Last week, I wrote of a viola-and-piano recital in Wigmore Hall. The program featured a new work by the pianist (Ryan Wigglesworth). Now let’s consider a violin-and-piano recital, also from Wigmore Hall. The program, once more, featured a new work by the pianist: Huw Watkins.

The recital was performed on November 16 and is available—here—for a month.

Huw Watkins is a Brit, born in South Wales in 1976. His first name is pronounced “Hugh,” in case you were wondering (as I was). The violinist was Tamsin Waley-Cohen, a Londoner. In addition to the new Watkins work, they played two sonatas by Beethoven and the sonata (the sole violin sonata) of Janáček. They also played a work written in 2016, dedicated to them.

It is by Oliver Knussen, the British composer who died in 2018. He is perhaps best known, at least on American shores, for his children’s opera Where the Wild Things Are. His piece for Waley-Cohen and Watkins is called Reflection. Apparently, it was inspired by a painting of Gauguin, depicting a woman swimming.

Reflection begins with the violin alone, which flutters and flits. Do you think of a woman swimming, and her reflection? If you have been told about the inspiration of the piece, yes. If not? I doubt it. Such is the way of almost all “program music” (music meant to portray or suggest something concrete).

The work is a little Debussyan, a little Japanesey. Finely crafted and exquisite. But not only that: it has different sections, one of which is virtuosic and energetic. The piece ends in a burst of rhapsody.

Tamsin Waley-Cohen is a beautiful and capable violinist. Not the least of her abilities is the ability to sing, violinistically. Huw Watkins is a very capable pianist as well. Both musicians were sitting down, incidentally. The pianist, of course. But Ms. Waley-Cohen is great with child, and obviously unhindered, when it comes to music-making.

The new work by Huw Watkins is a sonata. It was commissioned jointly by Wigmore Hall and Sir Vernon Ellis, an outstanding businessman—long with Accenture—and an outstanding music philanthropist. Watkins dedicated his sonata to his violinist, Waley-Cohen.

As the evening’s announcer said, the sonata is in three movements: fast, slow, fast.

The first begins gentle, lapping, sweet, wistful—very British, if I may say. In time, it becomes impassioned—even stomping—putting the violin through a workout. Yet, in the first movement, a feeling of nostalgia prevails, I think.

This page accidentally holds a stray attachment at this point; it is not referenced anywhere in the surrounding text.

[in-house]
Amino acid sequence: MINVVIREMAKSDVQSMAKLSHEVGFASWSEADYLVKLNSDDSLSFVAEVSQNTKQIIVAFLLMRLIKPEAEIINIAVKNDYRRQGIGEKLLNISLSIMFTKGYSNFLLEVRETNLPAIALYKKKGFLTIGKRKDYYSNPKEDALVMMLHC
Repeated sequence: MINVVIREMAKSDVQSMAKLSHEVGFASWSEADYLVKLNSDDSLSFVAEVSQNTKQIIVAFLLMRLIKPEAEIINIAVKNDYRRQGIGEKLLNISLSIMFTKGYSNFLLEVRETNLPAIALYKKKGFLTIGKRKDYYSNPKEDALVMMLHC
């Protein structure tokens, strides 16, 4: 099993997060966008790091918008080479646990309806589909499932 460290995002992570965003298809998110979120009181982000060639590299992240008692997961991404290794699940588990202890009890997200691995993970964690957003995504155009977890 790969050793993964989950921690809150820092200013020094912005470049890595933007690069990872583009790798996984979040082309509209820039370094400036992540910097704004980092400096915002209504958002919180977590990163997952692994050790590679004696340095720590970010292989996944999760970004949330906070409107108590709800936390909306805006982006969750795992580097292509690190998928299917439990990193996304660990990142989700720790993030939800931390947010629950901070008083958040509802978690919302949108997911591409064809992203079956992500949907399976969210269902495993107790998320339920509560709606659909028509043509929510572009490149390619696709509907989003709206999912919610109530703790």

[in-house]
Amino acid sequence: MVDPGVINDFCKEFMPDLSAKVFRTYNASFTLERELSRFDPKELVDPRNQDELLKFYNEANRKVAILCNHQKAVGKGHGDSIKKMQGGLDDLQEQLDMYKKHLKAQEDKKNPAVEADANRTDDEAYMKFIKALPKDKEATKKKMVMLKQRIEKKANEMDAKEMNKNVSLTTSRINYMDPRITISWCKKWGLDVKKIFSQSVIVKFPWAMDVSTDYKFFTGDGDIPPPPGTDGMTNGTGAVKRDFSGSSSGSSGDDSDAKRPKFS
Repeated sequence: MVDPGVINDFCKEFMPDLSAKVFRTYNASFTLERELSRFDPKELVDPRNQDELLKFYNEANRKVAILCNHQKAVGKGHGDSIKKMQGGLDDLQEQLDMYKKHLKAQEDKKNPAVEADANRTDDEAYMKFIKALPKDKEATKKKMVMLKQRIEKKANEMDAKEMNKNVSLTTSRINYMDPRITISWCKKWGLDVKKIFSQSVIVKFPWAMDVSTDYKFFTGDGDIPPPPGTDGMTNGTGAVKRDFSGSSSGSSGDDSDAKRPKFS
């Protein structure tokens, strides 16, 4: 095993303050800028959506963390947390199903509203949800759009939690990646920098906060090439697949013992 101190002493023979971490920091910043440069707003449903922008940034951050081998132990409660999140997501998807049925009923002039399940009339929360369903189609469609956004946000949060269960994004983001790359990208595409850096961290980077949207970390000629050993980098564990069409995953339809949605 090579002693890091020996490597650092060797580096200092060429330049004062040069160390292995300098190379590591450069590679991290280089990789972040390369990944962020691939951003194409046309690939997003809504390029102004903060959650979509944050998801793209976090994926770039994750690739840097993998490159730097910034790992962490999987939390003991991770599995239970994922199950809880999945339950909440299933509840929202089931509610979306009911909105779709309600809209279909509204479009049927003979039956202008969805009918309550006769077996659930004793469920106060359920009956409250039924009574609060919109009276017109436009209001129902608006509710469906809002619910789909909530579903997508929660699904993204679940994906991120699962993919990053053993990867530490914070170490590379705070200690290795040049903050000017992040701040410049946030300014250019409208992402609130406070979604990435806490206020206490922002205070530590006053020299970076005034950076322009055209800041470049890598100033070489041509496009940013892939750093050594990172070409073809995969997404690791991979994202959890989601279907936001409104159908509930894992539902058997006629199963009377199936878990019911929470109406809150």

The second movement is arching and aching. It is not dissimilar to the first movement. It is not even dissimilar in tempo, as far as I can tell. Do the two movements have too much in common? In other words, is there too much continuity, not enough of a departure? Perhaps, but it is his piece (I said to myself).

For a stretch, the music is a little New Agey: “Lie back and see the colors.” Pleasant it is, too. I believe that the piece lapses into a little doodling—the compositional equivalent of doodling—and that it becomes a bit long. Bear in mind, however: I often think these things about new music (and occasionally about old).

The third movement continues the continuity, so to speak. It does so intelligently, too. Soon, we get some strong music—almost martial—which relieves a prior haziness. We also get what I might call a swirling rondo feeling, appropriate to the last movement of a sonata.

The work ends with the gentle beauty that marks it overall.

My guess is, this sonata has considerable personal meaning to the composer. At the same time, it can be enjoyed by all. And it is a welcome contribution to the violin repertoire (and to the violin-and-piano repertoire in particular). I also think of versatility.

For years—generations—there was no big split between the composer and the performer. Bach, Mozart, Beethoven, and on and on. Sometime in the early twentieth century, however, the split occurred. Musicians such as Huw Watkins help restore the unity.

In this little post, I have stressed composition, not performance. But the violinist, Tasmin Waley-Cohen? Watch for her.

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